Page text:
Lisa Pedolsky’s work is in the foreground, and extruded porcelain lamps by Jennifer Neff are in the background.
The David Hunt Ceramic Invitational at the Fort Lewis College Art Gallery is an annual exhibition and sale of work created by Fort Lewis College alumni and regional artists.
Annual? Do we really need to see the same work by the same artists every year?
Why should anyone make the effort to attend an exhibit that features the same beautiful, bulbous, pit-fired vessels of Boots Brown; the same polka-dotted, terra-cotta works of Lisa Pedolsky; the same majolica birds, fish and animals of Leon Arledge; and more of the ho hum, traditional, functional works that round out this exhibit?
Enough, already. Give us something new.
How many times can we feature the same artist, the same work, the same show over and over and over?
The Fort Lewis College Art Gallery is part of an educational system. Their mission is to not only show the work of local, regional and student artists, but to expose these students and the public to art being created around the world. Why isn’t that happening?
Pick up Ceramics Monthly, American Style, Sculpture or any of the many art publications available, and you will find phenomenal, unique, creative work being made in stoneware, terra cotta and porcelain.
This show is an invitational. Why aren’t ceramic artists from outside the region invited to show their work? Is there anything we can do to help ratchet up the level of art exhibited at the college gallery and the Durango Arts Center, where many of these artists are also regular, frequent exhibitors?
Peter Karner’s lovely wax resist, geometric glazed vessels are available regularly at the DAC Gift Shop. Judy Brey’s “Blue Boat” was just exhibited at the DAC within the last few months. Brey’s “Horse” and “No Place Else to Be” in the David Hunt Exhibit are intriguing for their narrative elements. “Accessorized Doves” is an interesting installation. I like the black hoods over the dove’s eyes, but the birds themselves are poorly crafted and the application of metallic gold beaks to cover the yellow glaze that didn’t quite turn out right, detracts from the work. Where is the pride in craftsmanship? Where is the attention to detail?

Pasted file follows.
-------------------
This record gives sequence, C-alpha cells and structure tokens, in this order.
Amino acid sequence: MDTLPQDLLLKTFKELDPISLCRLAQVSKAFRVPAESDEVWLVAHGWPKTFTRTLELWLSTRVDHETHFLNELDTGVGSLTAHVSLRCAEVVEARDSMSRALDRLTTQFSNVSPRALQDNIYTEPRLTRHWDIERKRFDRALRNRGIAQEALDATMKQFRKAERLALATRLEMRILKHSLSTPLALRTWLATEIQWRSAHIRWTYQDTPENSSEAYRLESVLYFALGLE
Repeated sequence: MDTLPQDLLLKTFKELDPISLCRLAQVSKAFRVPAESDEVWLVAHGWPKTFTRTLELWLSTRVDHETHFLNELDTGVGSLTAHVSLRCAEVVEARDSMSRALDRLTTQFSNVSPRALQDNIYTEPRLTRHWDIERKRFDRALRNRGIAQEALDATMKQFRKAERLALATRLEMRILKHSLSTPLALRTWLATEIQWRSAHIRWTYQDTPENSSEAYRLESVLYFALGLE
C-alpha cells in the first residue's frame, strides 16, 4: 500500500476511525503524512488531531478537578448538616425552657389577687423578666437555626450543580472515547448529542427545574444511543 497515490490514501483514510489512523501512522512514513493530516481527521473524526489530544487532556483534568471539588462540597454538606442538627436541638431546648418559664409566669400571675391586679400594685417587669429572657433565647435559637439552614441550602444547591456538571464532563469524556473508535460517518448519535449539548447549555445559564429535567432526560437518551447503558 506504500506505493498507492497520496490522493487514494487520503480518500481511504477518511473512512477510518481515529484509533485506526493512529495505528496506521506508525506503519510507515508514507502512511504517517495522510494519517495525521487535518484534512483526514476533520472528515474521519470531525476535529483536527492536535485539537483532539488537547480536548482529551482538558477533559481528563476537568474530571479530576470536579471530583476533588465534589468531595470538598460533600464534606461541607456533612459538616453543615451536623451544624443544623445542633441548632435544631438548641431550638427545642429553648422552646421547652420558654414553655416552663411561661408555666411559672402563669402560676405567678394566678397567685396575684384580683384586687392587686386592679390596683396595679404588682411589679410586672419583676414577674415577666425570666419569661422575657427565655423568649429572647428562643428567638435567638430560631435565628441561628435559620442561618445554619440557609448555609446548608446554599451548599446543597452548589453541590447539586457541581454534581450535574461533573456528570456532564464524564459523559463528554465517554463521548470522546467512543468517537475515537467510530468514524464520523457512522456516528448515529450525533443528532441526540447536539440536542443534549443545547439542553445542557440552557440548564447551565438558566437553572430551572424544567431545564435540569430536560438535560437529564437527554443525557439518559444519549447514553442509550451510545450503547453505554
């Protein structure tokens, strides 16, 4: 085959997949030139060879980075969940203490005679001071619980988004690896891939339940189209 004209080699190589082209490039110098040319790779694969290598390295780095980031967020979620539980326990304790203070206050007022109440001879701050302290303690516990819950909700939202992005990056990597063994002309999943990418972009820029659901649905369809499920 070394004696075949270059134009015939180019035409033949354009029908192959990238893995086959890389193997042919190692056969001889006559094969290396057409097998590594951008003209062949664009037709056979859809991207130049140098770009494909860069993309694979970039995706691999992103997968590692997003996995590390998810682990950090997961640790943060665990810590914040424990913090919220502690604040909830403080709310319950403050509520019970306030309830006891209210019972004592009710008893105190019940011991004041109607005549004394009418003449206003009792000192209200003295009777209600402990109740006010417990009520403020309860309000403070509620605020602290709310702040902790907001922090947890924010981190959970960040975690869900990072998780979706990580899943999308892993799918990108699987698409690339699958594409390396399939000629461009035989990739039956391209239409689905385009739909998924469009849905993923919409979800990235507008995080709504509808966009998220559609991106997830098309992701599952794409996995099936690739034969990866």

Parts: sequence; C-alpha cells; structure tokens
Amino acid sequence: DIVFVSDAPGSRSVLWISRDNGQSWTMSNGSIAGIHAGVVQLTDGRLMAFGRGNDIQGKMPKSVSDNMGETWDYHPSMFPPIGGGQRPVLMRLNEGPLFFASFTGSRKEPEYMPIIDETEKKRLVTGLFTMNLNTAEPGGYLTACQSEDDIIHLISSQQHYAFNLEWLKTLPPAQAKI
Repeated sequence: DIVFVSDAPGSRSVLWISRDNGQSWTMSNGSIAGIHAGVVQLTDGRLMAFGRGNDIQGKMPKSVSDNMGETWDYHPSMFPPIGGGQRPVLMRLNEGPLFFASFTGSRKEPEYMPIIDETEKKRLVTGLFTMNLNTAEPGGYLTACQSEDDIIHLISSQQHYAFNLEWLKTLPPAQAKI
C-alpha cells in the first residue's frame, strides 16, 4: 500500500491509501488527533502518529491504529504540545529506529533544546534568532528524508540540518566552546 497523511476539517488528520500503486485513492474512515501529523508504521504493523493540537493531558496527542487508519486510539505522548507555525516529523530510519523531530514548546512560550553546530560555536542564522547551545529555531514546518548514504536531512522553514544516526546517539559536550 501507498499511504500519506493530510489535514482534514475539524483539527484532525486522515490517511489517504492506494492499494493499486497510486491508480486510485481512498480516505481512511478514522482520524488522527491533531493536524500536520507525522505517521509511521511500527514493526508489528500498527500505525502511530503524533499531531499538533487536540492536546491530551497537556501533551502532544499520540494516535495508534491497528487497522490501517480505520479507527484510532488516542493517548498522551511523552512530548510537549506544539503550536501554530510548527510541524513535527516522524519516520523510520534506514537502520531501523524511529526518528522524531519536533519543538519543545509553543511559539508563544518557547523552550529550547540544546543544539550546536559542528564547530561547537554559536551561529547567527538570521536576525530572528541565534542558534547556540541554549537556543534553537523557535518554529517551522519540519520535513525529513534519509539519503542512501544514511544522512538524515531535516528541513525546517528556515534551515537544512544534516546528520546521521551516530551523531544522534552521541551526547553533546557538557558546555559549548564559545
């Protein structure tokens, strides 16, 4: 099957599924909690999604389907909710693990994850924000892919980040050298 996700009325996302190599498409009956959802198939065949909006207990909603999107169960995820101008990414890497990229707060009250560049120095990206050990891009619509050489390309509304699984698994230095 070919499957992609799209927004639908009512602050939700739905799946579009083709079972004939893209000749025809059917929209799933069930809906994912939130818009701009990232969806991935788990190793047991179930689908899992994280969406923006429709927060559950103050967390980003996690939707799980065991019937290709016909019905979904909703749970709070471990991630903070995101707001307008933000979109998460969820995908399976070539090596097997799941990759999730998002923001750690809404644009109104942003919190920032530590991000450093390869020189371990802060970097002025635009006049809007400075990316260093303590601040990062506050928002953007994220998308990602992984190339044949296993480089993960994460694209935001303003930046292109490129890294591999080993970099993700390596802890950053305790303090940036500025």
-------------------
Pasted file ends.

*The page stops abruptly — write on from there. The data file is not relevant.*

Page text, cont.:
Jennifer Neff shows something a bit different in her extruded porcelain lamps with their matte aqua glazes. Too bad she didn’t put as much effort into getting the right lampshades for the work as she did in creating the lamps. These lamps need contemporary shades, not old-fashioned pleated shades picked up at a garage sale.
There are redeeming elements to this show. Scott K. Roberts “Tea Caddy” features an elegant hint of metallic glaze, as if dusted with micaceous powder. Cole Taylor and Trevor Dunn’s large wood fired vessels are elegantly licked by fire. I particularly liked Taylor’s almost figurative vessel with its pinched in middle. Lorna Meaden’s soda-fired porcelain works are all functional, yet feature architectural flourishes like spindles and ornate cornices. Her “Lidded Jar” and “Double Spouted Sauce Boat with Ladle” are perfectly elegant.
Teapots are also a hit in this exhibit. Meaden has a wood fired teapot with a spherical side handle that begs to be picked up and poured. This contrasts nicely with her elegant porcelain teapot and a white, lidded pitcher. Pedolsky’s dot pattern and black wire wrapped handle contrast nicely with her angular shaped pot. Trevor Dunn has an earthy wood fired teapot and Peter Karner’s has a spindled lid, the shape of which is echoed in his rich jewel toned glaze.
It all leaves me thirsty and longing for a richer brew.
email@example.com Leanne Goebel is a member of the International Art Critics Association.